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Coming Into the Country
Coming into the Country is an unforgettable account of Alaska and Alaskans. It is a rich tapestry of vivid characters, observed landscapes, and descriptive narrative, in three principal segments that deal, respectively, with a total wilderness, with urban Alaska, and with life in the remoteness of the bush.
Alaska: History of the 49th State
The largest by far of the fifty states, Alaska is also the one of greatest mystery and diversity. Geological forces have made its more than half-million square miles, a region of breathtaking beauty and awesome contrasts. And, as Claus-M. Naska and Herman E. Slotnick shows in this revised and updated edition of their book, the history and development of Alaska’s peoples has matched the diversity of its landscapes and seascapes.
Based on Barry Lopez’s years spent traveling the Arctic regions in the company of Eskimo hunting parties and scientific expeditions alike, Arctic Dreams investigates the unique terrain of the human mind, thrown into relief against the vastness of the tundra and the frozen ocean. Eye-opening and profoundly moving, it is a magnificent appreciation of how wilderness challenges and inspires us.
Two Old Women: An Alaskan Legend of Betrayal, Courage and Survival
Based on an Athabascan Indian legend passed along for many generations from mothers to daughters of the upper Yukon River Valley in Alaska, this is the suspenseful, shocking, ultimately inspirational tale of two old women abandoned by their tribe during a brutal winter famine.
Though these women have been known to complain more than contribute, they now must either survive on their own or die trying. In simple but vivid detail, Velma Wallis depicts a landscape and way of life that are at once merciless and starkly beautiful. In her old women, she has created two heroines of steely determination whose story of betrayal, friendship, community, and forgiveness "speaks straight to the heart with clarity, sweetness, and wisdom" (Ursula K. Le Guin)
Mount McKinley: The Pioneer Climbs
This book is a great resource for those interested in learning about Denali's mountaineering history and the early climbs on Mount McKinley- North America's highest peak.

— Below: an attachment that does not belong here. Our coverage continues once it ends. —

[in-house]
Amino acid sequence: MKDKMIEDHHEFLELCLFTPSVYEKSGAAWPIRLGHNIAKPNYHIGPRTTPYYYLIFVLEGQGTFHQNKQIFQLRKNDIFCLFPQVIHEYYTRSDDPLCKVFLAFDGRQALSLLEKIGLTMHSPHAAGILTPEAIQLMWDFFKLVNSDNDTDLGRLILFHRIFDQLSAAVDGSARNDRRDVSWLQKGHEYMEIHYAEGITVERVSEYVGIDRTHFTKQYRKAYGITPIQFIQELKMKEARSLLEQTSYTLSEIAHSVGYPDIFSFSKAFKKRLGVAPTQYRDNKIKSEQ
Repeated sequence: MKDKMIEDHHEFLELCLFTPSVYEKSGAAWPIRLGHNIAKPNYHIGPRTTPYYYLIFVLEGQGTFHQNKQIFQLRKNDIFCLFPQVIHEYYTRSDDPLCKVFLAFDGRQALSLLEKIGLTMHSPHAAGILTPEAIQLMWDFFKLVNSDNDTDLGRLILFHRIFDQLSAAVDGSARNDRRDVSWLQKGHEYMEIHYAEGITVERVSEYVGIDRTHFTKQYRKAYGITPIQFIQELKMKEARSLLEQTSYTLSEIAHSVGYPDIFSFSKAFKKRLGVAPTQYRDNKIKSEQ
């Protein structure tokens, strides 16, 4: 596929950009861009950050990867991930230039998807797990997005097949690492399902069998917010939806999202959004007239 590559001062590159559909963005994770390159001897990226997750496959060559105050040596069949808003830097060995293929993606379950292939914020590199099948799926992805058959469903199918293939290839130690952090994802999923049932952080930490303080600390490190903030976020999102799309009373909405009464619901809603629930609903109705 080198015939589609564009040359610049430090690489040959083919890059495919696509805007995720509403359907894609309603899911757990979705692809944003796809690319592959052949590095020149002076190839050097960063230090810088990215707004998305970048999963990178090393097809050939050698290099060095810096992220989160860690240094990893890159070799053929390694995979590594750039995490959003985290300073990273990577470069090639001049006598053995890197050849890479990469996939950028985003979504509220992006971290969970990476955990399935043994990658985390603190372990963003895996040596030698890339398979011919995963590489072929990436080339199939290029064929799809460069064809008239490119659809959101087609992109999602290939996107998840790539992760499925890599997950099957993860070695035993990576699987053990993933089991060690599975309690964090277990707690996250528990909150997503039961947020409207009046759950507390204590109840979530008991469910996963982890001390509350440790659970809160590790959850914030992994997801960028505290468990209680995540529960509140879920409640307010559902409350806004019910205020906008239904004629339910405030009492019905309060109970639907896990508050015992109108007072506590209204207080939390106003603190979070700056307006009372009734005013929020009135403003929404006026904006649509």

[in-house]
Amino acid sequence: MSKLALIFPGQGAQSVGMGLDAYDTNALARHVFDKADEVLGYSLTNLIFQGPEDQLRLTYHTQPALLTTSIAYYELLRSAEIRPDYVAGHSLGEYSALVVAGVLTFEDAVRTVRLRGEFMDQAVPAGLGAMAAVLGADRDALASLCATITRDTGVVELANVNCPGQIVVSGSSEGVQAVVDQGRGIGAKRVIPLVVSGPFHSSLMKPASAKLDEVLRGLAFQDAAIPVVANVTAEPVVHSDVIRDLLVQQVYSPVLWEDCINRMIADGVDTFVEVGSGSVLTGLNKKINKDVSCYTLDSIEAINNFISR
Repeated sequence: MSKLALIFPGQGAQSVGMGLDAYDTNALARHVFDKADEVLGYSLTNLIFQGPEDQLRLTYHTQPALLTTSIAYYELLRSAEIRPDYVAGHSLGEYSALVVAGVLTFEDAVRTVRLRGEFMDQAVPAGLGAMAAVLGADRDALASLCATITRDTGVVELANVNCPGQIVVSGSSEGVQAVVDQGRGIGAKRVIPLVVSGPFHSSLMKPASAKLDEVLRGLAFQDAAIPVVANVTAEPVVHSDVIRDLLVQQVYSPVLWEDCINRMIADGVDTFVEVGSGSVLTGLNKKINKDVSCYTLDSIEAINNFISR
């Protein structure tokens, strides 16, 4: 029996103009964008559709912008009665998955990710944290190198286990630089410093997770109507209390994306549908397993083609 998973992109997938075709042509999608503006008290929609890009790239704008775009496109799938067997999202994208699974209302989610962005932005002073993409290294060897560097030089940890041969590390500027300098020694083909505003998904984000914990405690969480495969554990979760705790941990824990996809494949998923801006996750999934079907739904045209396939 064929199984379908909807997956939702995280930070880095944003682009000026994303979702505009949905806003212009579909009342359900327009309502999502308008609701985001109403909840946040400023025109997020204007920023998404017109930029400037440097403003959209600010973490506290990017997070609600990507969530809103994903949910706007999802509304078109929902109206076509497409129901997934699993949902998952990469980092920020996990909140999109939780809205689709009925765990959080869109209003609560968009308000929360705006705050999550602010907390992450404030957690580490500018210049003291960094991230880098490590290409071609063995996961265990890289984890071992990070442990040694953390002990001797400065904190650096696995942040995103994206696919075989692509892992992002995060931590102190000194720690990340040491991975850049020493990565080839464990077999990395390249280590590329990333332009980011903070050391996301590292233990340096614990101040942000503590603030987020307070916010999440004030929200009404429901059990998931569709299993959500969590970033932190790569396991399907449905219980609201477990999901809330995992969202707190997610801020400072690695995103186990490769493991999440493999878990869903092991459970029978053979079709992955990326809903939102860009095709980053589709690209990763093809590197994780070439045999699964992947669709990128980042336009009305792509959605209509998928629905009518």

This classic is an original work of literature by one of America's foremost conservationists and is an account of the people of the north, both Native and white, who give Alaska its special human flavor. First published over fifty years ago, the book is still a favorite among old-time Alaskans and, over the years, has prompted numerous readers to pack up and move to Alaska.
Wildflowers of Denali National Park
This book is considered a classic plant ID guide for the Denali area and is a good "picture guide" to many of the flowering plants of central Alaska, more specifically the Denali National Park & Preserve area. It is arranged by color of the flower and then loosely by the family of plant.
Last New Land
Through time, tales both oral and written have immortalized America's last wilderness. Editor Wayne Mergler scoured Alaska's literary tradition for the best writing the state has to offer and did not come up empty-handed. From the Native legends of the Creation to Jack London's stirring stories of frontier survival, to John Haines's more contemporary reflections on homesteading. The Last New Land gathers a rich and comprehensive sampling of fiction, nonfiction, and poetry about the Northland.
Two in the Far North
This enduring story of life, adventure, and love in Alaska was written by a woman who embraced the remote Alaskan wilderness and became one of its strongest advocates. In this moving testimonial to the preservation of the Arctic wilderness, Mardy Murie writes from her heart about growing up in Fairbanks, becoming the first woman graduate of the University of Alaska, and marrying noted biologist Olaus J. Murie. So begins her lifelong journey in Alaska and on to Jackson Hole, Wyoming where along with her husband and others, they founded The Wilderness Society. Mardy's work as one of the earliest female voices for the wilderness movement earned her the Presidential Medal of Freedom.
The Wilderness of Denali
Originally published by Charles Scribner's Sons in 1930, The Wilderness of Denali is a memoir of three years of hunting the area of Alaska surrounding Mt. McKinley. It is a classic of American adventure—a book written by a man who was willing to risk his life in pursuit of grizzly bears and the elusive mountain sheep. The account was written each night by campfire as Sheldon discovered what is still regarded as the most scenic wilderness in America.
Wilderness and the American Mind
A classic study of America's changing attitudes toward wilderness since its initial publication in 1967. The Los Angeles Times has listed it among the one hundred most influential books published in the last quarter century, Outside Magazine has included it in a survey of "books that changed our world", and it has been called the "Book of Genesis for environmentalists".